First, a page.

Authors: Francis Davies, Future Science Group
Primarily transferred via direct contact with the blood or bodily fluids of infected people, the Ebola virus receives a significant boost to its infective properties from amyloid fibrils in human semen, according to a study published in the Proceedings of the National Academy of Sciences.
Follow-up studies from the 2014 epidemic demonstrated that men can harbor the virus for at least 2.5 years in their semen, which helps to protect it from harsh environmental conditions such as heat and dehydration. Infected men have the potential to sexually transmit the virus during that period.
The study comes amidst a resurgence of Ebola in Guinea, previously declared Ebola-free during the West Africa outbreak, which has been linked to sexual transmission. The team, from the University of Pennsylvania (PA, USA), surmised that targeting amyloids in semen could prevent a sexually transmitted spread of the Ebola virus.
To test the ability of amyloids to enhance infection, benign viruses with the distinctive Ebola glycoprotein were incubated with physiological concentrations of semen amyloids. They were then used to infect a variety of human cell types including macrophages, a primary target of Ebola virus in humans. The team discovered that the infection levels of cells with the benign Ebola virus and amyloids were approximately 20-times higher in comparison with cells containing the virus alone.
Researchers also found that amyloids enhanced the binding of the virus to cells, increasing its ability to be internalized by host cells. The fibrils working within semen significantly altered the physical properties of the virus, making it better able to survive in drier high-temperature internal body environments.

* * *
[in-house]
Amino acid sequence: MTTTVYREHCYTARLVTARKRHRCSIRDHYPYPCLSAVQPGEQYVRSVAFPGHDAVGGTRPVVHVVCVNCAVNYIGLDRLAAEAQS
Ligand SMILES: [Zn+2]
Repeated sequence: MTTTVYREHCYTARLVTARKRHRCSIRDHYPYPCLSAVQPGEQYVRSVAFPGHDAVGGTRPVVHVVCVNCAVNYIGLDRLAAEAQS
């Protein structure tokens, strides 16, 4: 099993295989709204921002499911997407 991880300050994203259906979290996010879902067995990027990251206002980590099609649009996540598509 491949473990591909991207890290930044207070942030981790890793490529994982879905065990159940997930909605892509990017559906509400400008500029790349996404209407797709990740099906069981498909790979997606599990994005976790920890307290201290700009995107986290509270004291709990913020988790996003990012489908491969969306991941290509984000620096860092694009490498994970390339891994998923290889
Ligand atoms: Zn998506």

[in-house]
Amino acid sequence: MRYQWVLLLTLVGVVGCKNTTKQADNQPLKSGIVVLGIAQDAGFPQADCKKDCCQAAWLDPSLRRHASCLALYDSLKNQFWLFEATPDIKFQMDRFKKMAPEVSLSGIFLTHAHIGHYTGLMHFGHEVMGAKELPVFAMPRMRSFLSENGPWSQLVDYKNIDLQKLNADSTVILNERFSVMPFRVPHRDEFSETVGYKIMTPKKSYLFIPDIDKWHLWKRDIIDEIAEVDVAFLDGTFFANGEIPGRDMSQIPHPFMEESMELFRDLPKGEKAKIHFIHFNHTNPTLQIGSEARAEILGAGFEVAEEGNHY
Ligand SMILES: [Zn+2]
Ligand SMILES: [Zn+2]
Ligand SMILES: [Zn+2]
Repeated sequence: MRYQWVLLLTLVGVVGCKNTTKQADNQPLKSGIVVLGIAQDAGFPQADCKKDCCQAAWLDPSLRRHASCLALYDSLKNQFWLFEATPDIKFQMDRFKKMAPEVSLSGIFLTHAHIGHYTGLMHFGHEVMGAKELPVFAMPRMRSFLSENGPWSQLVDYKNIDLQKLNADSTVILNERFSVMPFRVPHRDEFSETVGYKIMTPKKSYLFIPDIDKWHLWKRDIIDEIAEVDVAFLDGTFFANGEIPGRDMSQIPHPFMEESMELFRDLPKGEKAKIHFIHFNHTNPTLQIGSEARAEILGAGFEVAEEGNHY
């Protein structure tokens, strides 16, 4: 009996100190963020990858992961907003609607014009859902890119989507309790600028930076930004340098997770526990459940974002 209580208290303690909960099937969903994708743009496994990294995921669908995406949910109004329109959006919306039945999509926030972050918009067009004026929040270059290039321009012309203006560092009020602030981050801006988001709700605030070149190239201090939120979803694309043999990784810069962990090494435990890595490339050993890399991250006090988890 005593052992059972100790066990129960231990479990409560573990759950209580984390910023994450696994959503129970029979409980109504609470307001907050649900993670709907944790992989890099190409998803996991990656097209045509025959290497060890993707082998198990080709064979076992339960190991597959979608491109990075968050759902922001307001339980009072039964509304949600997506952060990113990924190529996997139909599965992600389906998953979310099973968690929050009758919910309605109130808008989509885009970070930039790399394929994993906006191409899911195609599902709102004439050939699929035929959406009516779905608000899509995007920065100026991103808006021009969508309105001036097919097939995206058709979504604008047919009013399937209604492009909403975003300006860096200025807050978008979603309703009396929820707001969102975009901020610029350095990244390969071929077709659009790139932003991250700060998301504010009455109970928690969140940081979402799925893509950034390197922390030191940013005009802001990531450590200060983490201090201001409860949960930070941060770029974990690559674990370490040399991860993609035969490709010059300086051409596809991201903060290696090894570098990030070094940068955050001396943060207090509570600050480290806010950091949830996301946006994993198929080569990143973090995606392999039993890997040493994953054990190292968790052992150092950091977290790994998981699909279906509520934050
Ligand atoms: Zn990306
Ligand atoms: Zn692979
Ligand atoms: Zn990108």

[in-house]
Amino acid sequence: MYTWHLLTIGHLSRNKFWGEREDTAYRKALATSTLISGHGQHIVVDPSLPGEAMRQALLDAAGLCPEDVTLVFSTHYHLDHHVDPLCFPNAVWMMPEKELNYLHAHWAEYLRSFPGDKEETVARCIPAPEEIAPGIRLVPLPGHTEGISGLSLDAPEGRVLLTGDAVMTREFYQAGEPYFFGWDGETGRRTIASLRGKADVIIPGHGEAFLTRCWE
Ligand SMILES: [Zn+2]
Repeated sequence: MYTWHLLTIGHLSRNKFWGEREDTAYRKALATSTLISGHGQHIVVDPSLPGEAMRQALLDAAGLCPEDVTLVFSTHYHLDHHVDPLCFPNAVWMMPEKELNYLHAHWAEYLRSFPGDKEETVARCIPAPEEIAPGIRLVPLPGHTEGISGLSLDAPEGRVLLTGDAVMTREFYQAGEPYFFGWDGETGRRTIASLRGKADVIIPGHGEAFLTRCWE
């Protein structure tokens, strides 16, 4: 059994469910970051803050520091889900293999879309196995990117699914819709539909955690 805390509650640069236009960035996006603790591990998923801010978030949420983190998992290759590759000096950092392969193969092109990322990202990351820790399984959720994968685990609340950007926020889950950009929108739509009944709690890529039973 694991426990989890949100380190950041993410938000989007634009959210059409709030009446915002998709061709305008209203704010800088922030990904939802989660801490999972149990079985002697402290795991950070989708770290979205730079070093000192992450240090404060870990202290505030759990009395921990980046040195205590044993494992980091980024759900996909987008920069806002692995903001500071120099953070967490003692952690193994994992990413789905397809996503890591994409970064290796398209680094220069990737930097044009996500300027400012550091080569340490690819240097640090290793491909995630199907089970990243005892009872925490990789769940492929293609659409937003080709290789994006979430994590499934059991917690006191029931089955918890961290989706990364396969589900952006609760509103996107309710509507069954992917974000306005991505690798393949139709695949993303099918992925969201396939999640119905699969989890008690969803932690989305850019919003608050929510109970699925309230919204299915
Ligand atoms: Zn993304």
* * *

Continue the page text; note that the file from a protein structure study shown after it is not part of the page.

Several types of amyloids found in semen enhance the transmission and infection of other viruses, such as HIV, by helping the virus attach to the membrane surrounding host cells. Strategies for countering amyloids have been developed to slow or halt HIV transmission, and researchers suggest that the same approach could be tested for its ability to reduce infection in models of sexually transmitted Ebola.
“Given the potential for sexual transmission to spark new Ebola infection chains, we feel we have found relevant factors that may be important targets for inhibiting the spread of Ebola,” commented Stephen Barts (University of Pennsylvania School of Medicine).
The team’s next steps are to determine if the amyloids have an effect on Ebola in models of vaginal infection and if compounds that disrupt the amyloids are protective. Additionally, they plan to analyze amyloids found in other sites, such as the human gut, to see if they play a role in other types of viral infections.
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Source: Bart SM, Cohen C, Dye JM, Shorter J, Bates P. Enhancement of Ebola virus infection by seminal amyloid fibrils. Proc. Natl Acad. Sci. USA. doi: 10.1073/pnas.1721646115 (2018) (Epub ahead of print); www.pennmedicine.org/news/news-releases/2018/june/proteins-found-in-semen-increase-the-spread-of-ebola-virus-infection